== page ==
Practical information about the mechanism and logistics of divorce, as well as personal stories. The page is currently rather US-centric;


    Divorce Laws


Personal Stories



Coping with Divorce Issues

Deciding whether to divorce and then working through the emotional issues of a divorce (in addition to the legal and financial ones) takes time, energy, and coping skills. The following section offers some pointers to helping you and your family get through this time.



You are not alone, we are there is a mailing list for divorced women of Indian origin.
Sassy Pink Peppers is an upbeat social network, which introduces divorced women to other divorced women, in their own community and via the internet.


Marriage and Family Therapy




Children and Divorce









  • Emerging Voices : South Asian American Women Redefine Self, Family and Community, edited by Sangeeta Gupta, 1999. Papers from a conference held in LA in 95, which include a chapter on marriage and divorce. [Review by Chitra Banerjee Divakaruni in India Today] [Article about the conference on Rediff]
  • Incidence of Divorce among Indian Muslims, by MM Siddiqi.
  • Divorce and Muslim women. By S.A.H. Moinuddin, 2000.
  • The Impact of Divorce on Men and Women in India and The United States. Amato, P.R. Journal of Comparative Family Studies, 25, 207 (1994).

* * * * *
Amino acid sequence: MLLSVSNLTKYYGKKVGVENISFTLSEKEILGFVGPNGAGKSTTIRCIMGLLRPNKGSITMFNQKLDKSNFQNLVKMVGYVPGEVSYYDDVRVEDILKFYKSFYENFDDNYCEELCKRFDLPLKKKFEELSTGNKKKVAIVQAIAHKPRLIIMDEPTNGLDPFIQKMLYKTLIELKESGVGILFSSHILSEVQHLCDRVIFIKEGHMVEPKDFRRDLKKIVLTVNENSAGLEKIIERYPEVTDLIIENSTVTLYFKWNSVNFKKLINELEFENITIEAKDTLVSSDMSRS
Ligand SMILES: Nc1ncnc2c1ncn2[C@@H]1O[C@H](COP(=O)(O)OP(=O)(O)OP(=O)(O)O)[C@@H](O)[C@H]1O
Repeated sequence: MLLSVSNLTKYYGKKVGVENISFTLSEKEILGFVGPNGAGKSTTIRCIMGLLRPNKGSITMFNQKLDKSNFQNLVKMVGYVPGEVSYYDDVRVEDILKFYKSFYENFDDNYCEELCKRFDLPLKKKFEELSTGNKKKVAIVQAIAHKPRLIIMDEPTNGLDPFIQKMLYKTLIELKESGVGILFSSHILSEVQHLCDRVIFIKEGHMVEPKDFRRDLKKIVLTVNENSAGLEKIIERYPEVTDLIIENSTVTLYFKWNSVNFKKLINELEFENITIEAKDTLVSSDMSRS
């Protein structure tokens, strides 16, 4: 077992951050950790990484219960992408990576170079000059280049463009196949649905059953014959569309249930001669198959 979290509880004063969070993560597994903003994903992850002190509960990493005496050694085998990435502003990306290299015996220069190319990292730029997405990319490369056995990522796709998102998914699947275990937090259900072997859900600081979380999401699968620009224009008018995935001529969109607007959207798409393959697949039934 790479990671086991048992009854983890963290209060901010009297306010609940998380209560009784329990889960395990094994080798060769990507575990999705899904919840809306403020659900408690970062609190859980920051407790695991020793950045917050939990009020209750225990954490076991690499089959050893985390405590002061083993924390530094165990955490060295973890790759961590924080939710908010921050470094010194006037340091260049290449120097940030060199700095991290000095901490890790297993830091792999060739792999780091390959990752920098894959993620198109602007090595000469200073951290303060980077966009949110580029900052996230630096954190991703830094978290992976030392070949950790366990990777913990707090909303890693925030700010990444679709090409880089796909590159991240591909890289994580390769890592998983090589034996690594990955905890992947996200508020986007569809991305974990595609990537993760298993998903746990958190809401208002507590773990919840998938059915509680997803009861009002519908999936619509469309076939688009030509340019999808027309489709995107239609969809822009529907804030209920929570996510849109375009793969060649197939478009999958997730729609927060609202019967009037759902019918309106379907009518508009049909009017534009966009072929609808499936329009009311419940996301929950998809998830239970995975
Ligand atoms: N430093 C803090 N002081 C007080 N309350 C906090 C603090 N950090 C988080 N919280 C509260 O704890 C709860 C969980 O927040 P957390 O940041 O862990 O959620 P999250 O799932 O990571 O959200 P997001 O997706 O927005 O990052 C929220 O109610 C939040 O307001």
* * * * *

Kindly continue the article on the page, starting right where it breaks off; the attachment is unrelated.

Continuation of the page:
• Divorce in Indian Society: A Sociological Study of Marriage Disruption and Role Adjustmen. by J.N. Choudhary. Printwell Publishers, Jaipur.
  • Family Law: Law of Marriage and Divorce in India, by Paras Diwan. Sterling, India, 1983.
  • Legal Rights of Hindu Women in Marriage and Divorce, by Rabia Bhuiyan. 1986. Can be ordered from Women for Women, 1/2 Sukrabad, Dhaka 1207, BANGLADESH.



  • Aapka Banti, by Mannu Bhandari. One of the earliest books on this theme. Originally in Hindi, translated into English by Jai Rattan, 1983. The narrator is a child who tells us about his parents' divorce -- all the tensions, fights that go on, mother's relationship with another man, and neighbours' comments on his mother. It centers on divorce effects on a child, but is all about a man and woman going through divorce as well.
  • Ancient Promises, by Jaishree Misra. A semi-autobiographical story about a woman's journey of escape from an unpleasant marriage.
  • The Bride Wore Red, by Robbie Clipper Sethi. A collection of short stories, one of which -- 'Grace' -- is about an American woman married to a Sikh. Grace cannot handle her in-laws' constant intrusions into her privacy.
  • The Fire Sacrifice, by Susham Bedi. The protagonists' daughter, Atima, goes through tensions in her marriage and decides to separate.
  • The God of Small Things, by Arundhati Roy. Ammu, the twin's mother, is divorced from their father, and they live on sufferance in Ammu's family home. See the page about Roy for parallels with her life and her mother's, and Divorce in GOST, a page from Emory U.
  • Incantations, by Anjana Appachana. A collection of short stories, one of which is about an American woman who gets divorced because she cannot abide by her Indian in-laws' expectations.